After a grueling Day 2, the final nine players in Event #39, $1,500 No-Limit Hold'em, returned to the Amazon Room at the Rio for their shot at glory in the 2008 World Series of Poker. Only chip leader Thom Werthmann started the day with a prior WSOP bracelet, while several of the final-table players were making their first ever WSOP cash. Werthmann started the day atop the leader board, as the final table chip counts looked like this:
Thom Werthmann — 1,600,000
Thanh Dat Tran — 1,255,000
Curtis Early — 1,225,000
David Woo — 1,090,000
Matt Wood — 675,000
Habib Khanis — 645,000
Eric Beren — 640,000
Jim Paras — 535,000
Michael Glasser — 495,000
Jim Paras came to play, and it didn't take him long to get his short stack in the middle. On a flop of , Paras moved all in with . David Woo quickly called with for bottom set. The turn brought outs for Paras, but the river left Woo's full house intact and sent Paras to the rail just five hands into the final table. Paras picked up $58,290 for his ninth-place finish.
Play was otherwise deliberate throughout the final table, as the players picked their spots and generally avoided big confrontations as they tried to inch their way up the money ladder. With several of these players making their first major final table, the difference in cash in each spot was not insignificant. Mike Glasser started the day as the short stack, and picked up nearly $30,000 extra just by outlasting Paras. Glasser busted in eighth place ($85,394) when he lost a race to Matt Wood. That happened when Glasser moved all in preflop with pocket nines, and Wood called with . Glasser held his lead on the flop, and the turn was no help to either player. The river brought the and washed away Glasser's hopes for a first WSOP bracelet. Glasser logged his third cash of the 2008 WSOP with his eighth-place finish.
David Woo then reclaimed elimination duties at the final table, sending Thanh Dat Tran to the rail in seventh place ($113,240). Woo moved all in over the top of Tran's preflop raise, and Tran went into the tank for a while before making the call with . Woo tabled the dominating , and Tran was eliminated as the board ran out .
Woo then trimmed the field to four with a double elimination, sending Thom Werthmann (fifth, $191,209) and Curtis Early (sixth, $150,368) to the rail in the same hand. Woo limped in from middle position, and Early limped from the button in what started off as a sedate, friendly hand of poker. Matt Wood completed his small blind, and Thom Werthmann checked his option from the big blind, as four players saw a flop of . Fireworks ensued after Werthmann led out at the flop. Woo made the call and Early moved all in over the top. Wood got out of the way, and Werthmann raised all in over the top of Early. Woo barely hesitated before making the call with for the flopped Broadway straight. Early tabled for top pair with the straight draw, and Werthmann showed for top two pair. The turn and river came down , and Woo knocked out two opponents in one exciting hand.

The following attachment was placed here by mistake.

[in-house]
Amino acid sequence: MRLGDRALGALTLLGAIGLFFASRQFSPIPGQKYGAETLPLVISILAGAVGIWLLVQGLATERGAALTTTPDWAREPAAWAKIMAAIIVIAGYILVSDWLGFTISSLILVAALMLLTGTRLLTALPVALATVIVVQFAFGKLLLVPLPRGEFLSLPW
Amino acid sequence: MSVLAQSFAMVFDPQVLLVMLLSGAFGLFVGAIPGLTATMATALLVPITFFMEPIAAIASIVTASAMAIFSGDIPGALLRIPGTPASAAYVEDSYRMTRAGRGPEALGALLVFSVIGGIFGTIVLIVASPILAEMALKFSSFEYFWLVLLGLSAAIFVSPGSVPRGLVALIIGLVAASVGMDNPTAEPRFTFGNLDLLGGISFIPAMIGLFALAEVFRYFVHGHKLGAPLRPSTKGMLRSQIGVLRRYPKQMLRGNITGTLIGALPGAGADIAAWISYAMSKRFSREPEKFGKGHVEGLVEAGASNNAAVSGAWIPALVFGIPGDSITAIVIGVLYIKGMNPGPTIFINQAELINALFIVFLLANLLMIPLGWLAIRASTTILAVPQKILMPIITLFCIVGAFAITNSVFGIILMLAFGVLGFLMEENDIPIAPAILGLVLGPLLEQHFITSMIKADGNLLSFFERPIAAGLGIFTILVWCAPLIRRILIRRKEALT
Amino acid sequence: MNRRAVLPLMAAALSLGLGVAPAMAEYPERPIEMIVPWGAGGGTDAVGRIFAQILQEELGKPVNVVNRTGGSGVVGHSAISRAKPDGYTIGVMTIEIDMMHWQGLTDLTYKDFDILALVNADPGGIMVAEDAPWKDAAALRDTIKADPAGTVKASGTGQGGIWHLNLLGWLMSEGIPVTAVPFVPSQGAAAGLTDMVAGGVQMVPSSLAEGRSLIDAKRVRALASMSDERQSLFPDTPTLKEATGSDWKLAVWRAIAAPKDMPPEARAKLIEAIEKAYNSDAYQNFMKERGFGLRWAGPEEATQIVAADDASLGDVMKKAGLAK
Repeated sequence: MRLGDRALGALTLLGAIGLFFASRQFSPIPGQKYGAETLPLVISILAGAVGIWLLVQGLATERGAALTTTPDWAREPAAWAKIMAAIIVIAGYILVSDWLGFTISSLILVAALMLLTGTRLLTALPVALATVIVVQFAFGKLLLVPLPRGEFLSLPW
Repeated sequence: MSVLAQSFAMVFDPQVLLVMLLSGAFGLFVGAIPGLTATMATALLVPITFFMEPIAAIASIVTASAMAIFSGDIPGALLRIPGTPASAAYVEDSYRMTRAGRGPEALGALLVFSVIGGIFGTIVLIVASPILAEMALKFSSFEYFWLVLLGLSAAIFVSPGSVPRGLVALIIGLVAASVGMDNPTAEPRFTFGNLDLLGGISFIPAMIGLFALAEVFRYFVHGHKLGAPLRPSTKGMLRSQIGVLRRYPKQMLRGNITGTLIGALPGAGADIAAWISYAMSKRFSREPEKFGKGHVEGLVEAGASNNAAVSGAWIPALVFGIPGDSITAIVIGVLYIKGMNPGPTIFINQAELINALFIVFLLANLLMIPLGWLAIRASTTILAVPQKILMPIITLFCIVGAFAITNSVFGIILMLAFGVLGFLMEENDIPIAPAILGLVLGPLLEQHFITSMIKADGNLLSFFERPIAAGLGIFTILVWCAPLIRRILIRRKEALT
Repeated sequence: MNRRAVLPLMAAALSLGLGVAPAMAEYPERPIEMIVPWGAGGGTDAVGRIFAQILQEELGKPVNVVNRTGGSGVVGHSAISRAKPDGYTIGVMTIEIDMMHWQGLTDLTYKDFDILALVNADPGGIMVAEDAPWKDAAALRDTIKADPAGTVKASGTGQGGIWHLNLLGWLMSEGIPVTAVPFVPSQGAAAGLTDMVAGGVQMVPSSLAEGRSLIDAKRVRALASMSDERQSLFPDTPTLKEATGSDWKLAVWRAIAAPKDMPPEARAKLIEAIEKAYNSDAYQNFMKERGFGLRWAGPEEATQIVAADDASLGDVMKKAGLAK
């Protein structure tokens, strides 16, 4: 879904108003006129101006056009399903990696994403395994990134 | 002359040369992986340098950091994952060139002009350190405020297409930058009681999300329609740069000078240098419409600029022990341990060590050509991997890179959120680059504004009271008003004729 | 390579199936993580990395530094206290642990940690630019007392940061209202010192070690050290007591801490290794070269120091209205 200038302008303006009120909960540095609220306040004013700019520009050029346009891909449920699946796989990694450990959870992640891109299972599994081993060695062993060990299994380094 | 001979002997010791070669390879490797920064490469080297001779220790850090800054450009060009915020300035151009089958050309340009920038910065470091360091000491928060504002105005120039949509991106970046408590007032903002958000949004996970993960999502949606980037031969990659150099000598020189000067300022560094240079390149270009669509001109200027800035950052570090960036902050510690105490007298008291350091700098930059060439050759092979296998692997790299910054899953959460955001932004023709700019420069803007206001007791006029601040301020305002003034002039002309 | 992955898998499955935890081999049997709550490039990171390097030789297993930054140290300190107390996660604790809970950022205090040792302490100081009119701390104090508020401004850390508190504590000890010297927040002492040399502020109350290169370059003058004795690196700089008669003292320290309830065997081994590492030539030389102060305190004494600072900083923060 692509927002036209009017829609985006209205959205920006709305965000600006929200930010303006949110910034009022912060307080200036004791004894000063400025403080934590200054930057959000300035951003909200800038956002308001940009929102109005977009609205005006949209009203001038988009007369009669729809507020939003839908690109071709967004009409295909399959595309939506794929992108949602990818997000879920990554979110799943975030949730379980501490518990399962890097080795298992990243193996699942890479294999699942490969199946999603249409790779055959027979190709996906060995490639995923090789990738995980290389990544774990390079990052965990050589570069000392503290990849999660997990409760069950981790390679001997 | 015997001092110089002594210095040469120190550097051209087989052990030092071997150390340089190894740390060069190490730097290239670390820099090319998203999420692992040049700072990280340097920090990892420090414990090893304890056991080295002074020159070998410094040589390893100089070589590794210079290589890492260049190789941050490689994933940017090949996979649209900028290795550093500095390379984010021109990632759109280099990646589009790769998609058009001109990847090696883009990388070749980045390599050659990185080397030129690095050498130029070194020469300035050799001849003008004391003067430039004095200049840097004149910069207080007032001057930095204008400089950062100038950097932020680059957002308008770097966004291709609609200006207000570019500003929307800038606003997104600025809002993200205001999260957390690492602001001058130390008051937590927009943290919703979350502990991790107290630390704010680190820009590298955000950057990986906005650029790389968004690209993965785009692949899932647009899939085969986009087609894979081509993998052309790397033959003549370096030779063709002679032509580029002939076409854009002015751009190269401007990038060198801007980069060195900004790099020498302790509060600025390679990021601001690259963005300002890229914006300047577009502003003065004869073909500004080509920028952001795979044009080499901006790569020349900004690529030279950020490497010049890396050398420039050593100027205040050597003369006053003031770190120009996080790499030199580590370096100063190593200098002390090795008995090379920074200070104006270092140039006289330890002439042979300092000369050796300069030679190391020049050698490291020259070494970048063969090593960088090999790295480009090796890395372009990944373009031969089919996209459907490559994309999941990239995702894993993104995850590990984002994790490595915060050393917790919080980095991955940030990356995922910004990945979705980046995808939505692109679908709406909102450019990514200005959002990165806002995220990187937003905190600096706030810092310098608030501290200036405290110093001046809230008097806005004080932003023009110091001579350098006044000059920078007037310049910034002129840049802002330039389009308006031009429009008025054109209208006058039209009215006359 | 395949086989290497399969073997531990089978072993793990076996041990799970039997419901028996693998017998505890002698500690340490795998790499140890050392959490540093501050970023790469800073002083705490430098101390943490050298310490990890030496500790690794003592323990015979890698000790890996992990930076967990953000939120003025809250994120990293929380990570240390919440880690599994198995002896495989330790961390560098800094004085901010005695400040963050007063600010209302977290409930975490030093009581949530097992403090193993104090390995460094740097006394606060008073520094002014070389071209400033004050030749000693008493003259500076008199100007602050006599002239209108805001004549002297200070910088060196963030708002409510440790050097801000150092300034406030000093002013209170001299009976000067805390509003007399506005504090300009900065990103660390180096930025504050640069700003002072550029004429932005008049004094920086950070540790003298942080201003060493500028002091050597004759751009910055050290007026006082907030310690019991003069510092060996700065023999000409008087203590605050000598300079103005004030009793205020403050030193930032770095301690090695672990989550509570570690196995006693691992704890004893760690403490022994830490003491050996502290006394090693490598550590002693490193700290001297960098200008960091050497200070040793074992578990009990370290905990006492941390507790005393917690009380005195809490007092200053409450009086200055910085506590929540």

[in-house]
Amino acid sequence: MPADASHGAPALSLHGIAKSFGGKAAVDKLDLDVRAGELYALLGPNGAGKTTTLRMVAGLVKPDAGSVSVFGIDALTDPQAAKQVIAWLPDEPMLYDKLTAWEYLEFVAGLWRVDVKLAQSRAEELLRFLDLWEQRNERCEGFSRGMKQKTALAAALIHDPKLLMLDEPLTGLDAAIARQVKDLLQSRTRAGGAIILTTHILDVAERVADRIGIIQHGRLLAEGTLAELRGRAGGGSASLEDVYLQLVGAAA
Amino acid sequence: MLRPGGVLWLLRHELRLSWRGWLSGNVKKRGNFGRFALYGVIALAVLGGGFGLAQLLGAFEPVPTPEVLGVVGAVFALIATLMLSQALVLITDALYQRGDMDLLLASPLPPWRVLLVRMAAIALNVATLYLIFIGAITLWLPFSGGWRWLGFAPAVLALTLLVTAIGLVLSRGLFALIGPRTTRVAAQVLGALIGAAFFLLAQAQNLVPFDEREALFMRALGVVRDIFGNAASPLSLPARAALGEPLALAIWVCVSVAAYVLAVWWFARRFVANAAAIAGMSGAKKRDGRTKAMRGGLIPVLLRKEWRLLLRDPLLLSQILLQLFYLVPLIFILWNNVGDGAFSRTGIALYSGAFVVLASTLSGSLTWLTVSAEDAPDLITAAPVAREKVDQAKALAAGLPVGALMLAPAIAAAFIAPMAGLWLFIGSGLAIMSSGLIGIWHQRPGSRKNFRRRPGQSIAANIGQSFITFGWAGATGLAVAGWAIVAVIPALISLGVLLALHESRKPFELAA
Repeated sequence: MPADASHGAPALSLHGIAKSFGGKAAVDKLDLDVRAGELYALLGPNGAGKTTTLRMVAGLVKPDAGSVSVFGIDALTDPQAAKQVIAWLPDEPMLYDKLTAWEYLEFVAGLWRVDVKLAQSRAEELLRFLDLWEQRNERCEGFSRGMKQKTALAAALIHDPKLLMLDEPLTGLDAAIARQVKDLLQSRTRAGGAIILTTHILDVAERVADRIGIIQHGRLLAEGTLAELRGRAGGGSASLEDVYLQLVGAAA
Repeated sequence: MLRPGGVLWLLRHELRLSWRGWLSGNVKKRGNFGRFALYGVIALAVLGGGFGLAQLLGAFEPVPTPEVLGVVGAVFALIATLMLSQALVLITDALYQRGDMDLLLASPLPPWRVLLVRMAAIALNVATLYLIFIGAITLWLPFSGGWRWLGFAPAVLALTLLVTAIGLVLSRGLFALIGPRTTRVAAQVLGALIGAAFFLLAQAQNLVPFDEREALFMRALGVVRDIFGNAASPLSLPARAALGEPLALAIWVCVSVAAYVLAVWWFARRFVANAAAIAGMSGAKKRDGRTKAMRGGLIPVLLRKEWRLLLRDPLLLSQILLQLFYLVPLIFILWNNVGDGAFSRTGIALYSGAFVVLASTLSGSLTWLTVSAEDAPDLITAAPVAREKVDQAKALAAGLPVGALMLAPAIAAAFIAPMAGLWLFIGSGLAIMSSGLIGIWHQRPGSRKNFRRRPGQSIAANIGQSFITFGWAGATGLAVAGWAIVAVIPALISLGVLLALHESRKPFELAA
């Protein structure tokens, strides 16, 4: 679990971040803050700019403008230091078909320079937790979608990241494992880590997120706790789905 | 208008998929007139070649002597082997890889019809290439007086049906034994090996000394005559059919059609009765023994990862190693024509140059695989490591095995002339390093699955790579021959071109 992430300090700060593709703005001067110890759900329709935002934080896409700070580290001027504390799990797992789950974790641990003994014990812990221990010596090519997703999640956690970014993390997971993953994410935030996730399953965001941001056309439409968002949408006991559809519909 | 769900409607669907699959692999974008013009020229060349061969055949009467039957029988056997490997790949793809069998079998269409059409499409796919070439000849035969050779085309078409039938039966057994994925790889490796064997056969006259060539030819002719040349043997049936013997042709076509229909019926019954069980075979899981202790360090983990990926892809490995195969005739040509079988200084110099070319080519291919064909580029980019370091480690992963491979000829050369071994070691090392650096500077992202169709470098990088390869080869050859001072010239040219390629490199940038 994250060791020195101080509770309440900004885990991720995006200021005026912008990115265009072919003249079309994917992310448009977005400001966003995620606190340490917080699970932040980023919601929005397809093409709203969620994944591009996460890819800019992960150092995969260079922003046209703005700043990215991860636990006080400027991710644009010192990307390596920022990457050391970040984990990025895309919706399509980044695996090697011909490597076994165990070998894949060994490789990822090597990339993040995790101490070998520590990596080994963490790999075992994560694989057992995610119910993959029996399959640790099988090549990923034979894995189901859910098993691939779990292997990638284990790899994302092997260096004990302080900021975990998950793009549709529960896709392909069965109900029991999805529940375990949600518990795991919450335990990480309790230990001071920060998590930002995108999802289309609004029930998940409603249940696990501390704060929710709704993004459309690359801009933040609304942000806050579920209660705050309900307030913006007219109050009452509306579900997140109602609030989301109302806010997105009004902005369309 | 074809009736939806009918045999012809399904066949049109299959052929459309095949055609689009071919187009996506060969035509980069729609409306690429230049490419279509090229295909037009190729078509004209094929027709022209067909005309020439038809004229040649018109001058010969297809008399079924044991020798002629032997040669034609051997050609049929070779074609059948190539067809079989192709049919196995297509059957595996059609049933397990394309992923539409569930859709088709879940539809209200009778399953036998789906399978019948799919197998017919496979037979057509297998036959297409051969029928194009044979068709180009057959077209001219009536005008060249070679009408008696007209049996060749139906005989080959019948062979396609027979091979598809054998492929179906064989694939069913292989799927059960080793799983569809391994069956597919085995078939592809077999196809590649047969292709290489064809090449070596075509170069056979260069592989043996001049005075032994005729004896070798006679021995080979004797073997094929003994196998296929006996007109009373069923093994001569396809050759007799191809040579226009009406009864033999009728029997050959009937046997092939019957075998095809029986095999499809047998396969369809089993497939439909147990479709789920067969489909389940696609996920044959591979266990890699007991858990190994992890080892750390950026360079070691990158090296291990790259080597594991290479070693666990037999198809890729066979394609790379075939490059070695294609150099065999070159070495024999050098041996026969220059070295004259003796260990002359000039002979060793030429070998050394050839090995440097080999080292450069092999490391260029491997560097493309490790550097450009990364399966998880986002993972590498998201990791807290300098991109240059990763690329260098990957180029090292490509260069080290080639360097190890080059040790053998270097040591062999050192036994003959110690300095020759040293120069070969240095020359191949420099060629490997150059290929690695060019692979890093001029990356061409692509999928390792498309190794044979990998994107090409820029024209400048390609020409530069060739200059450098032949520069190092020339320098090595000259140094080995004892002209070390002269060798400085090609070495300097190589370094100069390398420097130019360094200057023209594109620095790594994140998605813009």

Habib Khanis was next to fall when he pushed all in preflop and was called by Eric Beren with . Nothing out of the ordinary happened as the board ran out . Beren's king kicker played, and Khanis picked up $233,906 for his fourth-place finish.
Beren lasted another couple dozen hands before he got the last of his chips in against Matt Wood with . Wood dominated preflop with , and the board ran out , bringing no hearts or ten for Beren, and he went to the rail in third place ($278,460).
David Woo took the chip lead into heads-up play, but it took nearly 40 hands for the bracelet to be decided. The chip stacks looked like this when heads-up play began:
David Woo — 5,000,000
Matthew Wood — 3,165,000
In the final hand, Matt Wood raised from the button with , and Woo made the call. The flop brought , and Woo led out, Wood raised, and Woo three-bet. After a few minutes of thought, Wood shoved all in, putting the decision back on Woo. After some consideration, Woo made the call with . His overpair led as the turn brought the , and Wood needed a nine or a six to survive. The river brought the , and Wood was eliminated in second place for $389,844. David Woo had claimed his first WSOP bracelet and the $631,656 first prize.